It will be clear to the person skilled in the art that the various dimensions of the filter forming part of the apparatus according to the invention, as well as the distance from the filter to the radiation source, has to be determined in practice on the basis of the above-mentioned inter-relating ratios. It is therefore possible to apply diverse variations to the above description, without departing from the idea of the invention as specified in the appended claims.

It will be appreciated by those skilled in the art that changes could be made to the embodiments described above without departing from the broad inventive concept thereof. It is understood, therefore, that this invention is not limited to the particular embodiments disclosed, but it is intended to cover modifications within the spirit and scope of the present invention as defined by the appended claims.

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Classifications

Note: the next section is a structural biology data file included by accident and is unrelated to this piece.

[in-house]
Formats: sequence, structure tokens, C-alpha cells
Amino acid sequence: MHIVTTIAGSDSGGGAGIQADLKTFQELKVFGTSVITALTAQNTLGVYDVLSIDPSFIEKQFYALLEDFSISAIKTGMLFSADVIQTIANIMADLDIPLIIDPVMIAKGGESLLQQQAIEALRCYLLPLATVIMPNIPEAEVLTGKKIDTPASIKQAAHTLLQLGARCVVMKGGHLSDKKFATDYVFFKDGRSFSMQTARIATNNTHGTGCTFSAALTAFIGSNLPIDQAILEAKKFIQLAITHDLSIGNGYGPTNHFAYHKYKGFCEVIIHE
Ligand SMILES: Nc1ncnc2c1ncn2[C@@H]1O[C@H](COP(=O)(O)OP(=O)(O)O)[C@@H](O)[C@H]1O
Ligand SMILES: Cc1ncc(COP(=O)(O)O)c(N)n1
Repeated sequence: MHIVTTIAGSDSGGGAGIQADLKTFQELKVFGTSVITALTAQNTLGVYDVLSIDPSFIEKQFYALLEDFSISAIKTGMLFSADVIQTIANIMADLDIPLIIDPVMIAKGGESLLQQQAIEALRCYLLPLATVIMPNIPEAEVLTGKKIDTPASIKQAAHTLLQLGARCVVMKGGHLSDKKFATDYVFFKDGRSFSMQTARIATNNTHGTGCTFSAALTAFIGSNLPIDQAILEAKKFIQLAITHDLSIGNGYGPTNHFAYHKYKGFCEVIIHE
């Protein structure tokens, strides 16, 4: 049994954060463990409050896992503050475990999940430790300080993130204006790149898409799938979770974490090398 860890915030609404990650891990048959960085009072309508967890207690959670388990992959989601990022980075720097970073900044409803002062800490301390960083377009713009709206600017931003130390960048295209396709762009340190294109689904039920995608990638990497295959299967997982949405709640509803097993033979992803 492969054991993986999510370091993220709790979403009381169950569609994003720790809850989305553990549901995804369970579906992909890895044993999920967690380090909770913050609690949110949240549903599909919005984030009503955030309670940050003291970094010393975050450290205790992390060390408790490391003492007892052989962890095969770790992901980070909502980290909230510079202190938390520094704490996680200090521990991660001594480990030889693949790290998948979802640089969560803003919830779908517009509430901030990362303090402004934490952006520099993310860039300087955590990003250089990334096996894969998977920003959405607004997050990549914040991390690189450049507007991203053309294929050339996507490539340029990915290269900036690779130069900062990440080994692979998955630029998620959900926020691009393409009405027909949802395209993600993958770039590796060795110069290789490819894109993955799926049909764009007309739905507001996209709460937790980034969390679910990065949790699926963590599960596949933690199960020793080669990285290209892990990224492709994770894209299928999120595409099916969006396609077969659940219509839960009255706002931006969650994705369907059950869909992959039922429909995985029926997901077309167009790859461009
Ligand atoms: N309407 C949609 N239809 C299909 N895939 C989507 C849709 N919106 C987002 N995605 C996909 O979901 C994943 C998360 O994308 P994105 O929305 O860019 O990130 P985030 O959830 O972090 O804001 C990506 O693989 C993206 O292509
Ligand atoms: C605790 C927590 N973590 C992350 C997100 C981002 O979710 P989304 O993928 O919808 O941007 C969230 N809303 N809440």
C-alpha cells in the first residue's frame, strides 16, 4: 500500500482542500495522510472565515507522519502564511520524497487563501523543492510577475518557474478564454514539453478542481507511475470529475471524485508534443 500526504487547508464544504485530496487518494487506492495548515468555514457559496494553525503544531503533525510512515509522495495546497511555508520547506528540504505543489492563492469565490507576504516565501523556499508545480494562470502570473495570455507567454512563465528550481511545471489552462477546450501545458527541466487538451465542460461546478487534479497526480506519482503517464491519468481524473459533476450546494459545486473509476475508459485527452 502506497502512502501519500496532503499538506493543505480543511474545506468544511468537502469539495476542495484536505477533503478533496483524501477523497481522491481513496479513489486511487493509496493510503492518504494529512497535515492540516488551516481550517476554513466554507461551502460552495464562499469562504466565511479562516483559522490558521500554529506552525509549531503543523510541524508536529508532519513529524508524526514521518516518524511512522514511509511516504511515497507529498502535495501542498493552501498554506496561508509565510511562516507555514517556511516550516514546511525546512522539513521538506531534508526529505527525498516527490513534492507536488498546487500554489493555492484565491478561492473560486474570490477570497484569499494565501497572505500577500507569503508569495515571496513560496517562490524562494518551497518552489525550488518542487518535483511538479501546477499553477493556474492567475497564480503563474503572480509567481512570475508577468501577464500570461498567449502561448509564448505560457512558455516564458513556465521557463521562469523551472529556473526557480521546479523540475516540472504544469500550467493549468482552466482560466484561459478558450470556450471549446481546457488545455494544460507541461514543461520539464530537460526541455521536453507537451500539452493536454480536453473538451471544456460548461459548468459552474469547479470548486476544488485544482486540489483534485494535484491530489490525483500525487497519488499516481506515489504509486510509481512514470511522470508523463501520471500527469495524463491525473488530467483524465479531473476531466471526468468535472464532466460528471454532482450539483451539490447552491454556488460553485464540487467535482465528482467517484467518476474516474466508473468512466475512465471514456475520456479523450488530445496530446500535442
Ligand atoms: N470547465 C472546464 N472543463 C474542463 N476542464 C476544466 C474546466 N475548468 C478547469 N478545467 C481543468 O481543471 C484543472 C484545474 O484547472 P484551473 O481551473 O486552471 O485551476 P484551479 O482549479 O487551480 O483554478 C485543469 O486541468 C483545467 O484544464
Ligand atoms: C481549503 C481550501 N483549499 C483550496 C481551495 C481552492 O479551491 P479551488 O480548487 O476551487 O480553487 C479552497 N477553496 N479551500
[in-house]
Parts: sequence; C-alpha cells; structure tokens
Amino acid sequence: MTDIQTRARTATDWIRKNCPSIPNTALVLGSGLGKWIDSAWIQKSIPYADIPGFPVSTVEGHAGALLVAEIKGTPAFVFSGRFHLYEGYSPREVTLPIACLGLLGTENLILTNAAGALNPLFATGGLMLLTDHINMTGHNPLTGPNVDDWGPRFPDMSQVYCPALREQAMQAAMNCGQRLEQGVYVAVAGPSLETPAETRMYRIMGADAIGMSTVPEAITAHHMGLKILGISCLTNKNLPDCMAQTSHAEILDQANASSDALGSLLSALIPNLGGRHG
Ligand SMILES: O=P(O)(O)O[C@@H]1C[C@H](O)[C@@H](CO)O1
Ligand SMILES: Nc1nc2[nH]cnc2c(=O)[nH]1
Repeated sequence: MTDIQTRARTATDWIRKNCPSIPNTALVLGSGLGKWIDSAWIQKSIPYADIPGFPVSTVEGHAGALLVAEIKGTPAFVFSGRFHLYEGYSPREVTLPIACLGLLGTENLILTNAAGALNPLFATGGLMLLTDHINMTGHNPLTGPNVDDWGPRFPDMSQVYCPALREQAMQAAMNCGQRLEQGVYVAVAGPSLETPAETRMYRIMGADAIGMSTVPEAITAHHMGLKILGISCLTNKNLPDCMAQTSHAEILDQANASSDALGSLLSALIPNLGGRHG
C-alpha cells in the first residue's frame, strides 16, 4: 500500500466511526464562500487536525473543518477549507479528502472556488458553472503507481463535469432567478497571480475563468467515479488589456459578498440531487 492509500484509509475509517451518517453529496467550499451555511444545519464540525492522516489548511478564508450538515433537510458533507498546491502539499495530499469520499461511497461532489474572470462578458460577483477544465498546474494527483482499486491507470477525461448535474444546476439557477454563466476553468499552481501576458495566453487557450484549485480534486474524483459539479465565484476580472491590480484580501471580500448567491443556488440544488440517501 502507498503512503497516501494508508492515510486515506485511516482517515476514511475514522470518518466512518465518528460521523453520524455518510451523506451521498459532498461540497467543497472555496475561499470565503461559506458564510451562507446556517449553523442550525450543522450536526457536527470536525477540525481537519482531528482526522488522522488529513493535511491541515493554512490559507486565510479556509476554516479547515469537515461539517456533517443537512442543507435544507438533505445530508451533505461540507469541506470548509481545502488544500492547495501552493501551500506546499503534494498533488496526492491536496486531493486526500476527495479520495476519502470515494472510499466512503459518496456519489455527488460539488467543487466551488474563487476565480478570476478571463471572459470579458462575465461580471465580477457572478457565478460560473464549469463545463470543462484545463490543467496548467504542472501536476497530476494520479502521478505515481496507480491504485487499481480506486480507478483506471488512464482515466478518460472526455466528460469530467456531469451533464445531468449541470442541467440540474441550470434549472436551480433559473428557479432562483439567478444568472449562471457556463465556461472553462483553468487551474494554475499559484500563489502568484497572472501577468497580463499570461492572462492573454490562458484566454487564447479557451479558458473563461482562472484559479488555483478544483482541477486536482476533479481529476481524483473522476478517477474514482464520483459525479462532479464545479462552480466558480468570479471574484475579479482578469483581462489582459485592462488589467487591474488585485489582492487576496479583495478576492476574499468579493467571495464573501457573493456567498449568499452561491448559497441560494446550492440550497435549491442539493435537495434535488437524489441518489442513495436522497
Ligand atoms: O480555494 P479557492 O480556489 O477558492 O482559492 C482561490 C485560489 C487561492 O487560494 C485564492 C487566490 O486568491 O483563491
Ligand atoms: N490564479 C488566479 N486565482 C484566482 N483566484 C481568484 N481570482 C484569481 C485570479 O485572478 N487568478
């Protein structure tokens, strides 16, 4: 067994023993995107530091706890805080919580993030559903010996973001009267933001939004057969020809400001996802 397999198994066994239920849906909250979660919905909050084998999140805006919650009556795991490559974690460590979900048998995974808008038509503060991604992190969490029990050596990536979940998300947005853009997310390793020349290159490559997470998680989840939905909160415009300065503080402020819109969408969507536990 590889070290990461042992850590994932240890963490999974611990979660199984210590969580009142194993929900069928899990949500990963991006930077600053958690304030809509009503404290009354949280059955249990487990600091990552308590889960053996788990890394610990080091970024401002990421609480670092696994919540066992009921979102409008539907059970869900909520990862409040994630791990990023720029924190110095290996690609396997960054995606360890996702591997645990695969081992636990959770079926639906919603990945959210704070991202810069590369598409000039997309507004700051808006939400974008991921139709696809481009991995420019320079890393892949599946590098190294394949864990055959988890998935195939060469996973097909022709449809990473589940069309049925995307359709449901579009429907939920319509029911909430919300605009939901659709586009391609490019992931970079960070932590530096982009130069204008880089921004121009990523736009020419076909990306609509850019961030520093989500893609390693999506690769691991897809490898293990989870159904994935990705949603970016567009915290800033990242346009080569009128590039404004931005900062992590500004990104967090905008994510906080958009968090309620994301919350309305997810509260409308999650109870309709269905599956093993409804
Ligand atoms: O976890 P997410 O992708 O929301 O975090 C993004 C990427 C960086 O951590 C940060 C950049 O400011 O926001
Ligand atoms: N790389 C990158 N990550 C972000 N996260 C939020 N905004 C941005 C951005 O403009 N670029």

U.S. Classification378/156, 378/158
International ClassificationG03F7/20, H01L21/027
Cooperative ClassificationG03F7/70916, B82Y10/00, G03F7/70166, G03F7/70191
European ClassificationB82Y10/00, G03F7/70D18, G03F7/70D16D, G03F7/70P8B
Legal Events
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Aug 28, 2012RFReissue application filed
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Year of fee payment: 8
Sep 16, 2005FPAYFee payment
Year of fee payment: 4
Aug 17, 2004RFReissue application filed
Effective date: 20040318
Sep 26, 2003ASAssignment
Owner name: ASML NETHERLANDS B.V., NETHERLANDS
Free format text: ASSIGNMENT OF ASSIGNORS INTEREST;ASSIGNOR:STICHTING VOOR DE TECHNISCHE WETENSCHAPPEN;REEL/FRAME:014007/0395